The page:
TRIDOM: Tri-National Dja-Odzala-Minkébé | WWF

TRIDOM: Tri-National Dja-Odzala-Minkébé

TRIDOM Landscape
Spread over three countries - Cameroon, the Republic of Congo and Gabon - the Tri-National Dja-Odzala-Minkébé (TRIDOM) transborder forest covers 178,000 km², or 10% of the Congo Basin rainforest.
Eleven protected areas extend over 42,319 km² or 24% of the landscape and contain some of the most pristine natural sites remaining in the Congo Basin: Odzala, Mwagna, Ivindo, Minkébé, Nki-Messok Dja complex, Ntokou Pikounda, Boumba Bek.

TRIDOM is a large mammal stronghold: it may hold a (declining) population of 25,000 elephants, as well as large numbers of gorillas and chimpanzees (more than 40,000). The landscape has a very low human population density: close to 1 inhabitant/km². Together with a low road density, this explains why TRIDOM is so important for large and medium-sized mammals.

Almost 97% of TRIDOM is forested, and the area has a very low deforestation rate (estimated at 0.19% per decade over the period 1990-2010). Close to 65% of the landscape is covered by logging concessions. TRIDOM is also home to an indigenous BaAka population of around 10,000 people.

TRIDOM is rich in baïs (forest clearings) that are visited by elephants, gorillas, buffaloes, giant forest hogs, sitatunga, pythons and other large animals. Many baïs have a rich mineral soil.
Government recognition
TRIDOM is covered by a 2004 agreement, by which the three governments commit to a coordinated approach and sustainable development of the interzone  in between protected areas. It is also one of the 12 COMIFAC-recognized priority transboundary conservation programmes in the Congo Basin. TRIDOM is also proposed as a “Man and Biosphere” Reserve (UNESCO-led feasibility study on-going). In 2014, the three governments also signed an anti-poaching collaboration agreement which provides the procedures that bi- or tri-national joint patrols must follow. It creates a new structure (the TRIDOM brigade) and allows bi-national patrols to enter up to 20 km into a country’s territory.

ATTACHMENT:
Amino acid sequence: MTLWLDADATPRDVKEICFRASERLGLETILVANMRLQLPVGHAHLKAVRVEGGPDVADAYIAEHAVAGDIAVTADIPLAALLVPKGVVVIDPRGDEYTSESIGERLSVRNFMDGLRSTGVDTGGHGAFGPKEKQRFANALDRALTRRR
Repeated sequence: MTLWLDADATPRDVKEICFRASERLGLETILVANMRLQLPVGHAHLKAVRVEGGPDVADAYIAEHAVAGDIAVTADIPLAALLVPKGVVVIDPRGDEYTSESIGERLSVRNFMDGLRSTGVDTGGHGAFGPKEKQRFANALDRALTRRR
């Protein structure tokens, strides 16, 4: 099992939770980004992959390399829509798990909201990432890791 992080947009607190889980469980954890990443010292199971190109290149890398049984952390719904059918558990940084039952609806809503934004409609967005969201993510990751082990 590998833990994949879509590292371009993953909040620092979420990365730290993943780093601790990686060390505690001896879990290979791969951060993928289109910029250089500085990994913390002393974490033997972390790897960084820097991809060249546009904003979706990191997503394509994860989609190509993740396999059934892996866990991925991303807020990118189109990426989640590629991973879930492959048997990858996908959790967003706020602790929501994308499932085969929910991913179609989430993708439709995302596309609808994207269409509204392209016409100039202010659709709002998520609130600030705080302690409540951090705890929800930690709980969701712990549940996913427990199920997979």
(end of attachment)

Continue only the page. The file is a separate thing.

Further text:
WWF started working in TRIDOM in 1993 and had field bases in all three countries. WWF has been contributing to the creation and management of three national parks, developing the landscape approach, supporting anti-poaching capacity and application of wildlife law, developing community management systems, stakeholder platforms and private sector collaboration, monitoring wildlife and human impact, and supporting sustainable rural livelihoods. TRIDOM is also one of WWF's priority landscapes in the Congo Basin.

WWF in TRIDOM Cameroon
Our Vision
In TRIDOM, wildlife and ecosystems flourish in a connected network of protected areas, logging and mining concessions, enabling development of local communities via sustainable use of natural resources, and incentives for participating in conservation.
WWF's work in TRIDOM is structured around 5 inter-connected strategies:
  • Combating Wildlife Crime: Curtail the ongoing poaching crisis by improving the effectiveness of patrols, full prosecution of wildlife criminals, systematic species monitoring, widespread communication and local society engagement.
  • Protected areas: Ensure effective conservation in focal Protected Areas, and drive the creation of 6,000 km² of new Protected Areas.
  • Community development: Promote sustainable development to help local communities benefit from conservation and sustainable management of natural resources, and dissuade them from poaching and commercial bushmeat hunting.
  • Sustainable Forest Management: Push to ensure that logging concessions covering 30,000 km² provide effective protection for (managed) natural forests and wildlife.
  • Responsible Mining and Infrastructure Development:  Steer mining and infrastructure projects to apply a “no-net loss or net gain of biodiversity” policy, and minimize the biodiversity impact of the Chollet Dam project.
In order to achieve its mission in TRIDOM, WWF works closely with the governments and concerned ministries of the three countries, as well as many other partners. 

Our work has been made possible through the generous support of our donors: EU, USAID, USFWS, UNESCO/CAWHFI, GEF/UNDP, Save the Elephants, Adelle Foundation, FFEM.  

	© Sinziana Demian/WWF Central Africa
TRIDOM forest along the Dja River
© Sinziana Demian/WWF Central Africa
	© WWF ETIC/camera trap
TRIDOM holds up to 25,000 forest elephants
© WWF ETIC/camera trap